My brother, in a recent blog post, challenged believers to not only be willing to die for Christ, but, even more so, to be willing to live for him. This is such a painful reminder because, for many reasons, it seems so much easier to do the former.
When we die for Christ, our firm stand for Who He is and for the Word of His love is our final act. A resounding glory and testament to the source of our faith. We do not find ourselves remaining on this earth to "live with the consequences" of our unwavering solidarity in Christ. A martyr, instead, travels directly from his final battle in Christ's name to the arms of his very Savior. There are no stops between. A death for a cause and eternal life at the throne of our Creator. How beautiful.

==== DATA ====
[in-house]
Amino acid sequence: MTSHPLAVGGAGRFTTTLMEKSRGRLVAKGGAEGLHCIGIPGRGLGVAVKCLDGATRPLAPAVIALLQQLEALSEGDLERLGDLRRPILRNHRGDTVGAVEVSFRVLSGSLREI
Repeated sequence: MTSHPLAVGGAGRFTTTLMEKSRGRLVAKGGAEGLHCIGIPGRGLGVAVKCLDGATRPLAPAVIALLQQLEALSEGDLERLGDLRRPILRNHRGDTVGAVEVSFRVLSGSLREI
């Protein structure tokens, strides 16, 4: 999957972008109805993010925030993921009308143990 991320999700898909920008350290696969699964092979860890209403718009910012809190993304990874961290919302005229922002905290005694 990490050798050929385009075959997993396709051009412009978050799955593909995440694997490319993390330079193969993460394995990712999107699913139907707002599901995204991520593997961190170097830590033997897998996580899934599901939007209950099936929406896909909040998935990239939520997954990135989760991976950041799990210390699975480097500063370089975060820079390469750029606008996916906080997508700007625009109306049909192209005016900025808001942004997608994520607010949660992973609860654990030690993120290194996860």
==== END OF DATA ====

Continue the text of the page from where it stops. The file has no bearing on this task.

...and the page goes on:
But when what follows after our stand is not an earthly death, but life, a life wherein we have lost our pride and all we have built for ourselves has come crashing around us, this seems, often, a fate worse than death.
Much as it is stated in the famed The Princess Bride, a fight "to the pain" is not even comparable to death. As Christians, a battle to the pain for our Savior leaves us with perfect ears to hear the mocking, the insults, the unanswerable questions of faith which leave us broken, crying out to God, the only source of healing.
A life lived in unwavering commitment to our Christ is one we hardly recognize, for it is difficult to find in our neutral society. One where it's ok to wear the name, as long as you don't play the game too hard.
This is why being a martyr seems so easy at times. I know how to die for Christ - say the word in the right place and it's all over. But how do I live for Christ; truly, whole-heartedly, live? That is a question which is, decidedly, more difficult to answer.